Early colonic anastomotic edema - Evaluation of stapled vs. Hand-sewn anastomoses

Robert A. Kozol, Michael Mulligan, Robert J. Downes, Faripour A. Forouhar, Donald L. Kreutzer

Research output: Contribution to journalArticlepeer-review

12 Scopus citations


Early dysfunction of intestinal anastomoses is sometimes blamed on anastomotic edema. This study compares stapled and hand-sewn anastomoses for the development of early anastomotic edema. After segmental colon resections, one group of dogs was reconstructed with two-layered handsewn anastomoses, and the other group had stapled anastomoses. Controls were untouched small bowel in each operated animal and untouched colon in a separate group of dogs. At 24 hours postoperatively, all animals were given125I albumin and at 28 hours the animals were killed, venous blood was obtained, and the anastomoses were harvested. Tissue levels of125I albumin were measured at 1-mm and 1-cm distances from each anastomosis and compared with controls. This quantitative measure of edema was compared with the histologic appearance of the tissue specimens. The results show significant edema formation in both stapled and handsewn anastomoses compared with control tissues (P<.05 for each animal). Although quantitative and histologic results demonstrate less edema in the stapled group, the difference is not significant by the Wilcoxin rank test. These and similar studies may allow improvement in surgical technique.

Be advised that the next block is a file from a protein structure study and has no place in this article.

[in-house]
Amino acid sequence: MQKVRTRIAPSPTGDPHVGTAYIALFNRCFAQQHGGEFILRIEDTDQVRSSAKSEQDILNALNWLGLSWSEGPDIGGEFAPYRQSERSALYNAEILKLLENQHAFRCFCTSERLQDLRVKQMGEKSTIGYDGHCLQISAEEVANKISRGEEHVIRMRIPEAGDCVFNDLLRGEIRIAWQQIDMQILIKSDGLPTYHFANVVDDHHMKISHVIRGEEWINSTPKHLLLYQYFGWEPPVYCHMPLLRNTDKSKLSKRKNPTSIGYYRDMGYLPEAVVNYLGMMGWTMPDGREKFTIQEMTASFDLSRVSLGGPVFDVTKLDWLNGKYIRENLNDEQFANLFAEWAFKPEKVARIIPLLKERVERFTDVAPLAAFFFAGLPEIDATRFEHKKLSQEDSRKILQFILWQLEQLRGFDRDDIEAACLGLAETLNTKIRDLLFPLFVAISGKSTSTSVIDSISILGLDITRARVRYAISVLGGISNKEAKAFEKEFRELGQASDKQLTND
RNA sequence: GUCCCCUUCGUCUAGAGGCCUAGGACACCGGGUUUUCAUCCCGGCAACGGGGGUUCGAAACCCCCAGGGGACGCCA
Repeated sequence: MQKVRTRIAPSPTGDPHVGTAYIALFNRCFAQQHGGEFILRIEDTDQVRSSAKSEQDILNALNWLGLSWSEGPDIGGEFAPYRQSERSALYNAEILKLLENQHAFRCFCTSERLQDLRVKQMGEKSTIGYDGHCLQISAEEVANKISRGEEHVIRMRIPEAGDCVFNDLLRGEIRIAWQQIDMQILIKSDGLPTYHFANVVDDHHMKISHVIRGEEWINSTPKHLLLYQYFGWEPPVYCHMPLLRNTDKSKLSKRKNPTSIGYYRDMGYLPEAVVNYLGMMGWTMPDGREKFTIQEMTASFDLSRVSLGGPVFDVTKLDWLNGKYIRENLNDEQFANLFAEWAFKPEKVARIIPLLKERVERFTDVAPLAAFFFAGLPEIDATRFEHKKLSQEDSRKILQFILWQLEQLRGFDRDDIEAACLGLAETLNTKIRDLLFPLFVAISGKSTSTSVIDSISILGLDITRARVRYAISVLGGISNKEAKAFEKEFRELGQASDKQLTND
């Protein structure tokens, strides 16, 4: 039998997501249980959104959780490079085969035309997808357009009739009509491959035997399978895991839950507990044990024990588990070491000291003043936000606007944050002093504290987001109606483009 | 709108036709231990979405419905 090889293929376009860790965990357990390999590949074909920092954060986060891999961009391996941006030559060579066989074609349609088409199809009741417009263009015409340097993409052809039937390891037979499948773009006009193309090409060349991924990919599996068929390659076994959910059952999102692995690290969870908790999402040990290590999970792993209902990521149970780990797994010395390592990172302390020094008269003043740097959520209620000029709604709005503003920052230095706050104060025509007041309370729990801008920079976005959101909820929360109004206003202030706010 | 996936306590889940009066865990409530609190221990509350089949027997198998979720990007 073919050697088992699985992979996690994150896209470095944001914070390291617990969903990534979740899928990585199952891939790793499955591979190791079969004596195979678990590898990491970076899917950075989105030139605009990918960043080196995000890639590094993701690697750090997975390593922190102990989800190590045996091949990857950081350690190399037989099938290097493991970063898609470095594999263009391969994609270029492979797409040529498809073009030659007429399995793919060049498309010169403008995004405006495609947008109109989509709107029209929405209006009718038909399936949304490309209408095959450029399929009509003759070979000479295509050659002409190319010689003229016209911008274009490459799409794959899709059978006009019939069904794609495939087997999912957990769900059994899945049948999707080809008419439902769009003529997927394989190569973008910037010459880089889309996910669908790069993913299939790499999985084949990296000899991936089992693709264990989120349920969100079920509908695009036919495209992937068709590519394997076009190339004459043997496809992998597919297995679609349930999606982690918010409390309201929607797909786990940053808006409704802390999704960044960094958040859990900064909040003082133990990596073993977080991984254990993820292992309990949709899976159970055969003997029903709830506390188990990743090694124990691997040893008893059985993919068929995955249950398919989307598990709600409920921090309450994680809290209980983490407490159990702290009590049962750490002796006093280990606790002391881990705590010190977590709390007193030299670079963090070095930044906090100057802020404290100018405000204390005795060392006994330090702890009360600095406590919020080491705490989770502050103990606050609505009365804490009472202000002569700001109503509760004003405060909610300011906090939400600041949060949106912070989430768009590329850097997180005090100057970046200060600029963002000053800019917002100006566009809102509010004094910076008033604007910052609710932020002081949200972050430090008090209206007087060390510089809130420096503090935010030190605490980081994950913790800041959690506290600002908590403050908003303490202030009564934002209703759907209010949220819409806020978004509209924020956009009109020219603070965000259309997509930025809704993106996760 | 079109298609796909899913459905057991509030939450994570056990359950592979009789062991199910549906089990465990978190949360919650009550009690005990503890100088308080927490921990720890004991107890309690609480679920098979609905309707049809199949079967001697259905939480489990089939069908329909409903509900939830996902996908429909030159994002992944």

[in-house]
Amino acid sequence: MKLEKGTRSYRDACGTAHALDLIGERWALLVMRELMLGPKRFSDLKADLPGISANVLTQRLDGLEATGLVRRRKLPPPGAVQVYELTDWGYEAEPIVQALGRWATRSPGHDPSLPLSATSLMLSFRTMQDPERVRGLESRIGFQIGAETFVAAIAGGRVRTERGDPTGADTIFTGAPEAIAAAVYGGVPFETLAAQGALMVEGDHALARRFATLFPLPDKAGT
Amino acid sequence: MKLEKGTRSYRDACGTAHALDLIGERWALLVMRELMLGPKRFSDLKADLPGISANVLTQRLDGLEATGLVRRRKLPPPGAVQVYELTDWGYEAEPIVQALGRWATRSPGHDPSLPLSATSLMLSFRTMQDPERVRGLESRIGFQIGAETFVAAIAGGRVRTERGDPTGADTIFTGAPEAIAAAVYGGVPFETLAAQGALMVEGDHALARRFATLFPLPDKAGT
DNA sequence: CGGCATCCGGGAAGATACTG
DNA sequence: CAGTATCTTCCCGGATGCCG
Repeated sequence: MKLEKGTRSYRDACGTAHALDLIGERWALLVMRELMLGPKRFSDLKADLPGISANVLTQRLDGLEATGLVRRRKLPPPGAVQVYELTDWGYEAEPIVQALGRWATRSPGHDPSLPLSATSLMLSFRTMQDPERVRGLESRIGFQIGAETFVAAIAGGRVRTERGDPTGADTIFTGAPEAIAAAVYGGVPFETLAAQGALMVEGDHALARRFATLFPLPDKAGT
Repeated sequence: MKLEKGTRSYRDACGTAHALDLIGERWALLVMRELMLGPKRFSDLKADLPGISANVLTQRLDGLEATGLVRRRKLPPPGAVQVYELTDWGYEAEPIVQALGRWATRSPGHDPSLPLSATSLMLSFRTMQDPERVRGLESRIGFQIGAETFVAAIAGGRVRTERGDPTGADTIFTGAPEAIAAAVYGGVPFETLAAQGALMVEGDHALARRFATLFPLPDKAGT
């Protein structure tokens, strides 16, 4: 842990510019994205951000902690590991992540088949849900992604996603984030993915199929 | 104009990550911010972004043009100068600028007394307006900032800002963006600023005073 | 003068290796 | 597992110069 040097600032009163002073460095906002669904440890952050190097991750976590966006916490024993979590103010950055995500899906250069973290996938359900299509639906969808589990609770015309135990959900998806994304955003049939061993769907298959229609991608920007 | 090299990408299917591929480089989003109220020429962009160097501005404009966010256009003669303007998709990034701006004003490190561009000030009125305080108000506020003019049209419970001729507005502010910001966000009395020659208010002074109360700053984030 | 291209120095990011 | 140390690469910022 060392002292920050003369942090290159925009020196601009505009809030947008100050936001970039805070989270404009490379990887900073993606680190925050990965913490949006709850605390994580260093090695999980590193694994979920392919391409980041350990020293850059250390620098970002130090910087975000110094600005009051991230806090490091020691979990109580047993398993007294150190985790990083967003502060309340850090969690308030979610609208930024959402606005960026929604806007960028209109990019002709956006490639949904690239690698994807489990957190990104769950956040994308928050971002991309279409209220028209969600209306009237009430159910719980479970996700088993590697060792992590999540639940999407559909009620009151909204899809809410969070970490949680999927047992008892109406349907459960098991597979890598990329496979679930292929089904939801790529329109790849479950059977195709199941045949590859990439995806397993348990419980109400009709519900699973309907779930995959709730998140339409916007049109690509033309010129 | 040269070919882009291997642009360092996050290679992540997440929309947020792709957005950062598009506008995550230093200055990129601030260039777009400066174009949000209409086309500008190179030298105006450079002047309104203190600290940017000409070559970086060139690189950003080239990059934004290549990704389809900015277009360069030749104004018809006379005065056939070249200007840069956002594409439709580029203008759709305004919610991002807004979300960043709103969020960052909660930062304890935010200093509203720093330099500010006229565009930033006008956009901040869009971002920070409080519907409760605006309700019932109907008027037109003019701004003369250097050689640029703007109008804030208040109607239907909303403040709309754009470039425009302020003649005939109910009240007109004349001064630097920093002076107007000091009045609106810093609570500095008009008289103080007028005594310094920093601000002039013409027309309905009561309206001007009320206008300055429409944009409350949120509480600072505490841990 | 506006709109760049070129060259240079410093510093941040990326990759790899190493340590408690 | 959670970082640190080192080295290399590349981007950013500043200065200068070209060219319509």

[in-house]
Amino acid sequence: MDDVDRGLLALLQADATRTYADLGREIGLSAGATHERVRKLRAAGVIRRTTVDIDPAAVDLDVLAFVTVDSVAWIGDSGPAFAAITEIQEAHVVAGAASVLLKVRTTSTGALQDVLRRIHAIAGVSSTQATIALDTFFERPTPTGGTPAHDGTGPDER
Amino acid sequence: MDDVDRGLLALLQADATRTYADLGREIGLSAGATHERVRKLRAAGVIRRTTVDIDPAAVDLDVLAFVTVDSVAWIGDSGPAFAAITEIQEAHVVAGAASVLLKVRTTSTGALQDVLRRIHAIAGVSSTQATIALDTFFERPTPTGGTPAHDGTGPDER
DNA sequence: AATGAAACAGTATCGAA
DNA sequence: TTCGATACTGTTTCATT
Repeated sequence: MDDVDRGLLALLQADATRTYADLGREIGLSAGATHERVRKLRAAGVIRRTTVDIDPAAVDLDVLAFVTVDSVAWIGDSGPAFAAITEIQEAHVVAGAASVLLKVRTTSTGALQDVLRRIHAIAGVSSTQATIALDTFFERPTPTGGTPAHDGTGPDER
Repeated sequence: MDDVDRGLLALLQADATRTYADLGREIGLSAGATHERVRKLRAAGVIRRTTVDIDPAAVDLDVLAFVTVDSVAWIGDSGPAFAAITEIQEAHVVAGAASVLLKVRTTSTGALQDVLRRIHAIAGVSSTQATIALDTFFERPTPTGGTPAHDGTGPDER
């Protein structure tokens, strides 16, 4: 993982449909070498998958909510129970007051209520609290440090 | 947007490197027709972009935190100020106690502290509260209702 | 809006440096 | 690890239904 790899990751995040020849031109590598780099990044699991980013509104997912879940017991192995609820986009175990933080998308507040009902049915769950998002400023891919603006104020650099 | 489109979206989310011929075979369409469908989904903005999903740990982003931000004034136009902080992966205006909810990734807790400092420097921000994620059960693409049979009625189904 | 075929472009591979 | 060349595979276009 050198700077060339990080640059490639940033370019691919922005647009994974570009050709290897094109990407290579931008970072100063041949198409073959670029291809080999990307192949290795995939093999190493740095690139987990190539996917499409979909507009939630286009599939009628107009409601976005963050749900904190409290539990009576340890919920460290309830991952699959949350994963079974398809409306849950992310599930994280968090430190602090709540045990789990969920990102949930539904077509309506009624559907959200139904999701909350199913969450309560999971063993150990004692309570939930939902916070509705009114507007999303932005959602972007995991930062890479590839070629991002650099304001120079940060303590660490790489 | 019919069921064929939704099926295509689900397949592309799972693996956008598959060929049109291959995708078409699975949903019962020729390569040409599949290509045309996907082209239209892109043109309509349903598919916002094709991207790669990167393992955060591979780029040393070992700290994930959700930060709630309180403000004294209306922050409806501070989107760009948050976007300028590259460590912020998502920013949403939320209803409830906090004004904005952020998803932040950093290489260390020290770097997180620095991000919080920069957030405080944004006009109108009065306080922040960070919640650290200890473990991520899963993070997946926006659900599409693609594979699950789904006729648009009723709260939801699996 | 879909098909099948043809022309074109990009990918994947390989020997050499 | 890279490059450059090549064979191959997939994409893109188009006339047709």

Original languageEnglish (US)
Pages (from-to)503-506
Number of pages4
JournalDiseases of the Colon & Rectum
Issue number7
StatePublished - Jul 1 1988


  • Colonic anastomoses
  • Colonic surgery
  • Stapling devices
  • Tissue edema

ASJC Scopus subject areas

  • Gastroenterology


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